A WANDER down Honour Avenue at Yeronga Memorial Park is redolent of strolling a film-set boulevard, where tall trees create a curtain either side of a gently curving path.
If a horse and carriage was to trot by carrying a Jane Austen-type character, you probably wouldn’t be too surprised.
There is an air of times past about this place, not surprising because it has its fair share of quirky constructions.
At the end of Honour Avenue, brick columns support decorative iron gates and to the side, a domed memorial shrine has a small flaming sandstone urn on top. (There was originally an angel but it was smashed by vandals in 1940).
Although it’s only 8km south of the CBD, the great green common that is Yeronga Memorial Park off busy Ipswich Rd, is one of the oldest parks in Brisbane.
Long before it was earmarked as a recreation reserve though, it was heavily timbered and the home of the Coorparoo or Yerongpan clans of the Jagera tribe inhabited by the Aboriginal people who called it Yerongpa, a sandy place.
Established in 1882, it came into its own after World War I when it was declared a memorial park and became the centre of a flurry of attention.
Over the years, it had been whittled down from its original 419,900sq m to 224,600sq m. Bits were shaved off for railway lines (more than half), schools, kindergarten, fire station and other public facilities.
Had World War I not come along in 1914, there would have been a zoo and possibly the Exhibition grounds and a university campus.
Instead, after the war from 1917-1921, there was a concerted effort to make the park a fitting memorial by the good people of Stephens Shire (Brisbane City wasn’t formed until 1924) as one in six of those who had enlisted from the shire didn’t make it home.
In three plantings from 1917-19, 96 alternating weeping figs and flame trees were planted to form Honour Avenue. Each tree had a metal shield bearing the name of a soldier who had died so it gave families a place to come to mourn husbands, sons and fathers, whose bodies lay in foreign fields.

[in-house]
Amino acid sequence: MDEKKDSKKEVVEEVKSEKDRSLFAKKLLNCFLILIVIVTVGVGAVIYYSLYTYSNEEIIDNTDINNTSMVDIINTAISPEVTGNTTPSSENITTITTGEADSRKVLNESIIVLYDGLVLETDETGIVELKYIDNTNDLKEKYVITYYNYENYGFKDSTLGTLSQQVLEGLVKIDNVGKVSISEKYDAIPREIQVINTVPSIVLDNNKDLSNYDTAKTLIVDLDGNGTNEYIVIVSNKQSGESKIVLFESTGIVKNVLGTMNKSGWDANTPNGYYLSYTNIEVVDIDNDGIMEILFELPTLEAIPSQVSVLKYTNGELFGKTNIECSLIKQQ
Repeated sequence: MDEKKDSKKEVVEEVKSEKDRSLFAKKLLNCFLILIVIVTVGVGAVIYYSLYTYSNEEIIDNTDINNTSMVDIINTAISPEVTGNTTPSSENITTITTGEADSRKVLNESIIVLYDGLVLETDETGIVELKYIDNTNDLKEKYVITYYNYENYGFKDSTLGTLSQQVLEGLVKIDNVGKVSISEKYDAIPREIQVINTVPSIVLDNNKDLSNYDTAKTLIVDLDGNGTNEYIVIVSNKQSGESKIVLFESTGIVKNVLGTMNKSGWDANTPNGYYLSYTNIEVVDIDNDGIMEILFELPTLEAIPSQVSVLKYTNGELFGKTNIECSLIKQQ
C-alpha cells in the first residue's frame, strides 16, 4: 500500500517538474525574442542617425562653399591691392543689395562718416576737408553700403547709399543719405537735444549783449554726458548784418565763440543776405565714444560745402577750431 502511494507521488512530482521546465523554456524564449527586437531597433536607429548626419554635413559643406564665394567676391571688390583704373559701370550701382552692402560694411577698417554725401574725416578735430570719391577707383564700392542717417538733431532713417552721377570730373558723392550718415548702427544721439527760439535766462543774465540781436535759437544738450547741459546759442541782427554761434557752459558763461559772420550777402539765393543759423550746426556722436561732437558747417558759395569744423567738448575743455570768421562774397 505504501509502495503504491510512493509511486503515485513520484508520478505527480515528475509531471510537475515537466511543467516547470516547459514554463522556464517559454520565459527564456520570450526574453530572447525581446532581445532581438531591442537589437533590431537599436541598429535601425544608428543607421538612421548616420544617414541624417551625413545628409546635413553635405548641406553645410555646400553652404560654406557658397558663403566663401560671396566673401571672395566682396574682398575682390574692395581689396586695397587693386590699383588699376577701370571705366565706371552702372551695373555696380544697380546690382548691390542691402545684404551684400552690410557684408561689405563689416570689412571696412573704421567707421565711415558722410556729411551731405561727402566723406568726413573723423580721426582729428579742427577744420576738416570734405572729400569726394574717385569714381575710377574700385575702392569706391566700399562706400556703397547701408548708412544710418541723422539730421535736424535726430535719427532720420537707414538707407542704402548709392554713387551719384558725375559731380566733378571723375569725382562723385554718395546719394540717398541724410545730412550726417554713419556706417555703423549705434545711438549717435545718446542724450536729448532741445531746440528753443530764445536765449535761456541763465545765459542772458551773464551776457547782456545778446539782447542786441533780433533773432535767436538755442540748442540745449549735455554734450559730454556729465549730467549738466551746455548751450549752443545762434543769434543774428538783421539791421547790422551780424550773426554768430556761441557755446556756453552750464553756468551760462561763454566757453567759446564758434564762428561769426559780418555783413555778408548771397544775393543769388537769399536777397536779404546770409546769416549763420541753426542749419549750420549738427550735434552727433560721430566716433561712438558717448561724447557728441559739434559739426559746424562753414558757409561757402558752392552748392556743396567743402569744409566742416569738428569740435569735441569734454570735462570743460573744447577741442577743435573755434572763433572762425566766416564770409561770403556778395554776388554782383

Queen palms and Chinese fan palms were also planted in 1919, reportedly from seeds soldiers had brought back from Middle East and other tours of duty.
Unusually for the time, a plaque on the big memorial gates is dedicated to the women workers of the shire and was erected by local women.
Local people, who raised the money to build the domed cenotaph, also donated materials to build a bandstand which was officially opened in 1903.
Alas, it had disappeared by the 1960s but it’s easy to imagine it sitting there.
In the 1930s, a stone wall was built beside Ipswich Rd and during the Depression, work was created for the jobless by putting the curve into Honour Avenue so it led to the Ipswich Rd gates, rather than its original straight line to the cenotaph. Why the curve, other than providing work, remains a mystery.
After World War II, the trend was for public utilities rather than monuments, and the Yeronga Park Memorial Swimming Pool was added.
The American Legion more recently installed a memorial stone noting that US military units had set up a base in the park in 1942 and there are other memorials to other wars. Rosemary for remembrance is planted on Anzac Day each year.
Among the facilities for all sorts of recreational activities are a 1923 croquet club, a 1936 chequerboard, CWA (1952), grassed remains of original tennis courts, football field, basketball, swimming pool, cricket, Guides and Scouts and bridge club and there’s still plenty of room for parklands, playgrounds and picnic areas.
Thankfully, Yeronga Memorial Park was heritage-listed in 2005 as it delivers a sense of yesteryear.